Now it’s up to you to check it monthly, or more often and see what happens. Let us know your results.

Now if this was a really truly scientific experiment, we’d have weighed and noted the exact contents of the kitchen waste we were putting in to begin with, not to mention the amount of Bokashi Active Bran added as well. We’d probably record the air temperature where we left it to ferment, and for sure, we’d make sure we had a control bucket too, full of un-Bokashi’d waste.

We haven’t, but that doesn’t mean that you shouldn’t.
Here are some sites that you might want to take a look at to see how other people's experiments are going: The Wiggly Wigglers Facebook Group

Simon Sherlock’s blog

Podchef’s blog

Composting for Beginners

By Heather 12 years ago

A question often asked is, "Why compost at all?" Well, the answer is simple. Over 50% of household waste is organic matter from our gardens and kitchens. If sent to landfill this organic waste gets buried under all the other waste and isn't exposed to air resulting in methane production which is harmful to the environment. It is also a missed opportunity to recycle waste into valuable garden compost.

Depending on the amount of space you have and the type of waste you need to compost there are several different options open to you. Even if you only have the tiniest space, such as a balcony, there is a solution.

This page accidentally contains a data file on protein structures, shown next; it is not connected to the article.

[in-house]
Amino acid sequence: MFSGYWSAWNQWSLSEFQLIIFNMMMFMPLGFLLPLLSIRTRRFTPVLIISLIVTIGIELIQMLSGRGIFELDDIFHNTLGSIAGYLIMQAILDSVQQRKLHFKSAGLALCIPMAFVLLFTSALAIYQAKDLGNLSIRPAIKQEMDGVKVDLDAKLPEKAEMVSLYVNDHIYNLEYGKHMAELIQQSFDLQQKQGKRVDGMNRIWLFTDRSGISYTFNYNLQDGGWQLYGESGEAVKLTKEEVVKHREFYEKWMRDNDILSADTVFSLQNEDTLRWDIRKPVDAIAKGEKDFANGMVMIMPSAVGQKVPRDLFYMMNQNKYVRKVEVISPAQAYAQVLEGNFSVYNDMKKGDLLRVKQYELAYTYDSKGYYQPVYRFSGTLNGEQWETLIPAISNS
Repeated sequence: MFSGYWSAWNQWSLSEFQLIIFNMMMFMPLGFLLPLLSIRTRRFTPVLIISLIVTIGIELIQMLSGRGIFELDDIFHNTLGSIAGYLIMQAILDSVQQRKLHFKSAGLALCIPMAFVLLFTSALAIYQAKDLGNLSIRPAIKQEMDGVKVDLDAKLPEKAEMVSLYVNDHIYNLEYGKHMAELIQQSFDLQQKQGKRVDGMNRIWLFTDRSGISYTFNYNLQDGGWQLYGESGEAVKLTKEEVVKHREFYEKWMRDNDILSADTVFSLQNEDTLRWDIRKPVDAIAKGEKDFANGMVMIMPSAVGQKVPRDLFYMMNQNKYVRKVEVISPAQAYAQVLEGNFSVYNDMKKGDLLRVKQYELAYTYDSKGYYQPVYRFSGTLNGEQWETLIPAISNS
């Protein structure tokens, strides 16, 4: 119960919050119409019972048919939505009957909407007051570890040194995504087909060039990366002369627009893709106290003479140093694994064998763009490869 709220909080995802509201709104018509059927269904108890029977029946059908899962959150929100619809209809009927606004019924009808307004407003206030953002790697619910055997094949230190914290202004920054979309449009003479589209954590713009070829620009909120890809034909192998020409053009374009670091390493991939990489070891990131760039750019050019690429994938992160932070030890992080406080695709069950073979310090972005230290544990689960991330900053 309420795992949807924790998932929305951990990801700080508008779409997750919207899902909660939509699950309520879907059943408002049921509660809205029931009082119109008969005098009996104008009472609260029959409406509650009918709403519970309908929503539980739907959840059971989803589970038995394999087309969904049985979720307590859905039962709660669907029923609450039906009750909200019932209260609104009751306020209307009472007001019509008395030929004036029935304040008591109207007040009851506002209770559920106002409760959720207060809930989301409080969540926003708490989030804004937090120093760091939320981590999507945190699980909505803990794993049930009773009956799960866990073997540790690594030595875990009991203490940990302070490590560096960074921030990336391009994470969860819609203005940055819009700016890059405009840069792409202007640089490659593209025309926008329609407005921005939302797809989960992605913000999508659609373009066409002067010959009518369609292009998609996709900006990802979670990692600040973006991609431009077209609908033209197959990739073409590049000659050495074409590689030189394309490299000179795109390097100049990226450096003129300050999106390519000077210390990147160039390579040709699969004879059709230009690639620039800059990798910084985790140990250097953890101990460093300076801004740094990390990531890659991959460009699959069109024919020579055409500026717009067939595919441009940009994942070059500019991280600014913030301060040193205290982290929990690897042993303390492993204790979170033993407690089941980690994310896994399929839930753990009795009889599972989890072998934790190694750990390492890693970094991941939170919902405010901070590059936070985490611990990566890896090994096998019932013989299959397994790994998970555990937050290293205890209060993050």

If you have outdoor space and generate garden waste, you really need a compost heap. You can buy (or make) various containers from box style composters with slatted fronts to moulded plastic bins which all effectively operate in the same way. Fresh waste is added at the top and composted material retrieved from the bottom.

With an outdoor heap you can add both garden and kitchen waste and you should be aiming to add approximately 50/50 of carbon rich brown and nitrogen rich green waste to achieve good compost. Green waste consists of things like kitchen waste, grass clippings, nettles, old flowers, spent bedding plants and comfrey leaves.

Brown waste consists of things like paper, cardboard, twigs, straw, egg shells, garden prunings, wool, wood ash, feathers and cotton.

However, you should never add cooked foods or meat to an outdoor composter as this will definitely attract unwelcome rodent visitors.